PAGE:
Option C provides a Return of Premium (ROP) feature that increases the death benefit by the cumulative premiums. Some ROP options also provide for an interest factor that will increase the cumulative premiums by a specified interest rate. This option has become more popular as a result of premium financing and the need to maintain a level death benefit for the insured net of the amount that is owed to a lender.
- Some companies offer cost of living riders to VUL Option A policies that, without evidence of insurability, automatically increase the policy death benefit periodically by the increase in the CPI. The increasing death benefit associated with option B generally makes the need for a cost of living rider under this option moot.
- In contrast with most traditional whole life policies, many VUL policies use back-end loads rather than front-end loads to recover the initial policy expenses. Consequently, most or all of the policyowner’s initial premiums go into cash values subject, of course, to regular annual expense and mortality charges. Therefore, cash values tend to build up more quickly than with traditional whole life policies.
- Policyowners can borrow policy cash values at a low net cost. Although policyowners must pay interest on policy loans, the insurer credits the cash value backing the loan with an interest rate that is usually slightly lower than that paid by the policyowner on the loan. Consequently, the actual net borrowing rate is less than the stated policy loan rate.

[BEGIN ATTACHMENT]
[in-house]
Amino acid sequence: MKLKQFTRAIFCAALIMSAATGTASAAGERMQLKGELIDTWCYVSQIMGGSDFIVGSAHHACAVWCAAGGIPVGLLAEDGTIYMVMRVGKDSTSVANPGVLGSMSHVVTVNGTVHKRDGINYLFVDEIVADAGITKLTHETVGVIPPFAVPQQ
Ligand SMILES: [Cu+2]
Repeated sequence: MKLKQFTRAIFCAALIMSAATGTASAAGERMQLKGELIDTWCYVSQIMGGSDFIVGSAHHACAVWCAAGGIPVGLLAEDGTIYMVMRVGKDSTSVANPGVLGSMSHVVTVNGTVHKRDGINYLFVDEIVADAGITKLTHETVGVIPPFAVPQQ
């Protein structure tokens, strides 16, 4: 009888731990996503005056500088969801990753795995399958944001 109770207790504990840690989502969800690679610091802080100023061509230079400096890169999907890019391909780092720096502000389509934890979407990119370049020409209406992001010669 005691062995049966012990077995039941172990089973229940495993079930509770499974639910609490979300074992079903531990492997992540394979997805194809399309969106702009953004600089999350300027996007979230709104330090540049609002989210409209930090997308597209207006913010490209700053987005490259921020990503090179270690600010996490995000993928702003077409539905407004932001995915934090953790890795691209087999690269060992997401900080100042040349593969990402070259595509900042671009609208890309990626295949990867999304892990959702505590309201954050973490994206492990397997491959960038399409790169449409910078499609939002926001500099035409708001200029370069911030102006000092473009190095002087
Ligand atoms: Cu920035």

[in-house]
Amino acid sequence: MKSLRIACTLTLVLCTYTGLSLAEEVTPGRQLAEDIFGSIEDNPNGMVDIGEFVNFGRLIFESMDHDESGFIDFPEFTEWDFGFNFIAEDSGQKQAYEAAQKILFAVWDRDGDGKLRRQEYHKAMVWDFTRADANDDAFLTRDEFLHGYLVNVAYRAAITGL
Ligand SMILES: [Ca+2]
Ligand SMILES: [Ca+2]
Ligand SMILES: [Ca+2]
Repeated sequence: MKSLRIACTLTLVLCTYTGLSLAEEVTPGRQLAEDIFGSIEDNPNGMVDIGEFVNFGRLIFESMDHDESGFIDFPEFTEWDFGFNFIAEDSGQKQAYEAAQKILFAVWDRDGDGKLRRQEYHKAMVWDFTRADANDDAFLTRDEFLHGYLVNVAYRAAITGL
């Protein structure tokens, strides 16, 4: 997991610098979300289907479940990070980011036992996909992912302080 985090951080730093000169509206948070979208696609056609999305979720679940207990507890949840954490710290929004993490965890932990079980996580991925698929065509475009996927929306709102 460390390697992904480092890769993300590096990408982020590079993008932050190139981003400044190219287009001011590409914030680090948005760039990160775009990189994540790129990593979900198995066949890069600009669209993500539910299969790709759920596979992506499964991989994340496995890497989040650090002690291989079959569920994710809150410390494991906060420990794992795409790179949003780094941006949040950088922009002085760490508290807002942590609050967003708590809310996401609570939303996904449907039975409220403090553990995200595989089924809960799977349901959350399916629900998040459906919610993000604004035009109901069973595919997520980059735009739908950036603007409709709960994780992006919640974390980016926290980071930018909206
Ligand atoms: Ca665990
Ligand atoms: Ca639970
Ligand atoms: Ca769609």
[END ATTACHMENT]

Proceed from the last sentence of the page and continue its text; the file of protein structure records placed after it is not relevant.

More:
- In most VUL, policies policyowners may withdraw a substantial portion of their cash value without surrendering the policy. However, if policyowners withdraw money, the insurer often reduces the pure life insurance portion of the death benefit by the amount of the withdrawal. In addition, withdrawals may be subject to income tax. (See the following discussion under “Tax Implications”.)
- Life insurance proceeds are not part of the probate estate unless the estate is named as the beneficiary of the policy. Therefore, the policyowner can have the proceeds paid to the beneficiary without the expense, delay, or uncertainty caused by administration of the estate.
Reproduced with permission. Copyright The National Underwriter Co. Division of ALM